I'd been a camper and backpacker for decades. I finally got the chance to tramp the woods in the Shawnee National Forest in southern Illinois. It was mountainous and cut by river valleys--quite rough territory. I used a national geodetic survey map along with a GPS to explore all the hidden crests, ridges, valleys and crevices that I could access.
I was working around a narrow water cut with a stream flowing at its foot when I came upon a small overhanging cliff that sheltered one side of the stream bank. It had a gravel bank and led up to a small shelf where I could make my night's shelter. The long decades had slowly built up a supply of water-tossed firewood at the tightest bend of the creek. I had to move it all to one side and stack it to make room for my tarp and bedroll.
Back in the furthest crevice, completely overhung by the rock walls, I discovered a heavy iron door. It had no lock, no keyway, no ward. It was secured by a six-inch-square iron bar covered in tar, as was the door itself and the frame which was dug into the rock surround. With great effort I shouldered out first one side, then the other out of their brackets and cast the bar aside. There seemed to be no way to grasp the door to open it. I eventually spotted a square block in the surface of the door farthest from the hinges. It was made of fired clay. I broke it free and cleared the hole, then managed to fit the end of the locking bar into the hole in the door. With great effort that took the strength of my legs and back to achieve the door slowly creaked open. The door had been carefully fitted to the jamb. It was tapered like a ground glass cork in a bottle and quite thick, perhaps a foot or a bit less.
The hair on the back of my neck rose when I heard a low grunting and snuffling come from the cave within. After a bit I considered on the situation. "Whatever you are, you have been trapped within for far too long. Come out and make your way."
Something passed me by. It was enormous, and stank horribly. It was covered in rank brown fur. When it stood on two legs it well exceeded three times my height at over eighteen feet tall. I sat back in wonder at how a cave bear had existed long enough to cast its shadow on today's world. I wished it well, but first wished that it would bathe. By damn, it was rank!
With the door fully open I dragged the locking bar partially into the doorway. I didn't want anyone locking me in. It didn't appear as if there was any way a mortal man was going to open that thing from the inside without the copious use of explosives. Even then, the concussion would make survival doubtful at best.
I fumbled through my pack for a little mason-jar oil lamp I carried. I liked the fact that the screwed-on lid kept the oil on the inside of the lamp rather than the inside of the pack and it used nice, cheap vegetable or olive cooking oil. After donning my pack once more and lighting my lantern I began exploring the extent and features of the cave. It was quite extensive and appeared to have been hand-worked, driven far back into the stone cliff. The space had many regular columns set in a grid, supporting a complex vaulted ceiling. I followed the wall in and around so as not to become lost. The many columns were so nearly identical that it seemed designed to get an explorer lost. The only reference point that I could find was the wall of the cave.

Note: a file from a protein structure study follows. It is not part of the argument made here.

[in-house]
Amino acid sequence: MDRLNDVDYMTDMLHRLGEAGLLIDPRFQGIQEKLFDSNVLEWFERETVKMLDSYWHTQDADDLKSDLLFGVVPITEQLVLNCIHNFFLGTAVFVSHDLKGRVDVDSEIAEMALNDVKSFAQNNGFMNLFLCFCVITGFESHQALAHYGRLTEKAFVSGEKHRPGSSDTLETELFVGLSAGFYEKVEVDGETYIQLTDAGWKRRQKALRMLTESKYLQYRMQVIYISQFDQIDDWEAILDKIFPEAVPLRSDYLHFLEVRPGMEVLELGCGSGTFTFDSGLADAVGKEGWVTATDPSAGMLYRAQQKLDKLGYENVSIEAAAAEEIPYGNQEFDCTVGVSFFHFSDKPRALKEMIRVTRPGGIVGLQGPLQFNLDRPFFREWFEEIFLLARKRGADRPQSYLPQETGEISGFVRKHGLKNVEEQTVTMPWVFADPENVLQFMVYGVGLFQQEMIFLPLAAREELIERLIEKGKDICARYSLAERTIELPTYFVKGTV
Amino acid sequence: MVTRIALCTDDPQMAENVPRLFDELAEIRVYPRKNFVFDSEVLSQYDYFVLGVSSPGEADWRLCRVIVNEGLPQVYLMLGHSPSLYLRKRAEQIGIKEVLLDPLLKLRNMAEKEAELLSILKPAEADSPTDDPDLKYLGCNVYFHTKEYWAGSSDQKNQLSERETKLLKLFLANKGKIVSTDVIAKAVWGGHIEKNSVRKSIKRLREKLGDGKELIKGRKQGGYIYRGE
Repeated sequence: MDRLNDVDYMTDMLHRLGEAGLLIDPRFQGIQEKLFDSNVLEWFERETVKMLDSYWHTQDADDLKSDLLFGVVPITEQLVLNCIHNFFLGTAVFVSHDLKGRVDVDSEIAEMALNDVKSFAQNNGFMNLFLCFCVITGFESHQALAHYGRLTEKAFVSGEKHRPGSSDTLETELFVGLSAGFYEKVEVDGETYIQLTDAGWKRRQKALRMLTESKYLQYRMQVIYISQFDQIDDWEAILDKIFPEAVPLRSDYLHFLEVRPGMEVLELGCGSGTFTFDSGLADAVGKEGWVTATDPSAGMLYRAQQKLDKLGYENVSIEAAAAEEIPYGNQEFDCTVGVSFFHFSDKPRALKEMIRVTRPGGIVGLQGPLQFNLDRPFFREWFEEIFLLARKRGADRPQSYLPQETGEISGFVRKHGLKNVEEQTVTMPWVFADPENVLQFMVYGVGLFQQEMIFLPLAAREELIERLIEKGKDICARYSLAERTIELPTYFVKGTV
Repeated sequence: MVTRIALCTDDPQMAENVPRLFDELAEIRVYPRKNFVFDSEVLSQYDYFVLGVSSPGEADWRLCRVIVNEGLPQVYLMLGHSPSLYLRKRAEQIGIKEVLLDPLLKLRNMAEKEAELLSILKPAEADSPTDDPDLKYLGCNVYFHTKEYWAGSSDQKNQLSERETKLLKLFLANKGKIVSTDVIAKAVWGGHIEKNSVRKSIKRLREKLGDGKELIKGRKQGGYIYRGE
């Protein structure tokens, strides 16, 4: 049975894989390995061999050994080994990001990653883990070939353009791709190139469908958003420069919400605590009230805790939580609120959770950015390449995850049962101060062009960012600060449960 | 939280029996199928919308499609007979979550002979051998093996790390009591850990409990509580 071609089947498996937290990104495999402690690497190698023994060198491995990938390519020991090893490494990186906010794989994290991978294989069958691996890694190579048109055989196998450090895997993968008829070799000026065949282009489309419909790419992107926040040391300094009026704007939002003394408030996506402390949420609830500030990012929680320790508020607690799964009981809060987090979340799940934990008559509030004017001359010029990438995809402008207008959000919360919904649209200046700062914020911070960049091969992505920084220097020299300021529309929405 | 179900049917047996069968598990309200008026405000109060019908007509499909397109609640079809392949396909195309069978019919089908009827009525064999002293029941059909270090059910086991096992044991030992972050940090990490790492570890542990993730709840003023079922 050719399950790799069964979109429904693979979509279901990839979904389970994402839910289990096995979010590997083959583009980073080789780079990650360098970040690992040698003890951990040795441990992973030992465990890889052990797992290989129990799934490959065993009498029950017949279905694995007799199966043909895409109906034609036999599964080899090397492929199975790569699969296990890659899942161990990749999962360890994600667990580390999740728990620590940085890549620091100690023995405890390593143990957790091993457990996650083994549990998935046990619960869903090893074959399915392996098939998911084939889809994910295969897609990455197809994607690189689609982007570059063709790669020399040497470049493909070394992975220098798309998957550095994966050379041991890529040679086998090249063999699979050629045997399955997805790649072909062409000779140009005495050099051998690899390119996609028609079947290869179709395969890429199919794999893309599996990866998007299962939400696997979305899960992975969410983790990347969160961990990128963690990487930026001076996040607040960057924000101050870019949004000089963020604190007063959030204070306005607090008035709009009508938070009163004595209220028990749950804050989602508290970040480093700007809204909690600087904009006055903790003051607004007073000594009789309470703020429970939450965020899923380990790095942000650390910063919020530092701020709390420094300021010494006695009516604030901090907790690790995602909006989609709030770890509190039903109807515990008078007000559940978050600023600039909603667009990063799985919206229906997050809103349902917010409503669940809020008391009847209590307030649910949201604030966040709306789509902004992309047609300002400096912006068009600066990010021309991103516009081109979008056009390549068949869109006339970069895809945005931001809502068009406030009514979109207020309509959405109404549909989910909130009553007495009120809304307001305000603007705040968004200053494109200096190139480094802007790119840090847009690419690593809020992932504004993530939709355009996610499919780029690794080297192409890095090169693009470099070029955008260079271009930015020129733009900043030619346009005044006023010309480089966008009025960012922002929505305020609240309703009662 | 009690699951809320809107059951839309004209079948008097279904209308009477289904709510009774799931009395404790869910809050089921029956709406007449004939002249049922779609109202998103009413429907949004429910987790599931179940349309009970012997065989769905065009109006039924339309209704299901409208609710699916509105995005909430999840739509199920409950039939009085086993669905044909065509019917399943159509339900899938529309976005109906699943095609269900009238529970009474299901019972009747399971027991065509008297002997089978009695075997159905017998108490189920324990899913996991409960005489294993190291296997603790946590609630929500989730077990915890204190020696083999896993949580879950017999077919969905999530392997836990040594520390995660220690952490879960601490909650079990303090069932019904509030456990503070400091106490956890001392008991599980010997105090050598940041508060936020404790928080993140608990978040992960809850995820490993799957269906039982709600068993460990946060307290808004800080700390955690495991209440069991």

As I explored I marvelled at the size and uniformity of the construction. As I proceeded I noticed subtle differences in the pattern of the necking making up the capitals of the columns. The bands were of different thicknesses and spacing. I began to make note of the patterns. I discovered that it was a numeric sequence--in base eight! The things were arranged like an abacus. I eventually made my way around the chamber until I found a capital that had nothing but finely chiseled narrow grooves separating many wide bands. It seemed to be the highest numbered column in the sequence. It made sense in that it was quite close to the intersection of two stone walls.
I attempted to walk around it. Instead of finding a continuation of the chamber's floor I found myself in a narrow passageway leading into another, much smaller cave. It held a warm pool of water with a gentle jet feeding it from the center, a small shell-shaped shelf built into the wall occupied by a very dry oil lamp and a pit filled with sand that also held four amphora. From the scent of one they were filled with oil and had their points jammed deeply into the sand to keep them upright. Next to the lamp's shelf was a much longer shelf cut into the wall some three feet deep and two feet off the floor. Just before what I took to be the sleeping shelf was a raised table. It looked inviting. I tasted the water and found it acceptible. I cooked up a small bowl of oat meal above my oil lamp, then ate my dinner. After wiping out my bowl and spoon I washed my face and hands, set up my pallet, set out my lighter and blew out the lamp.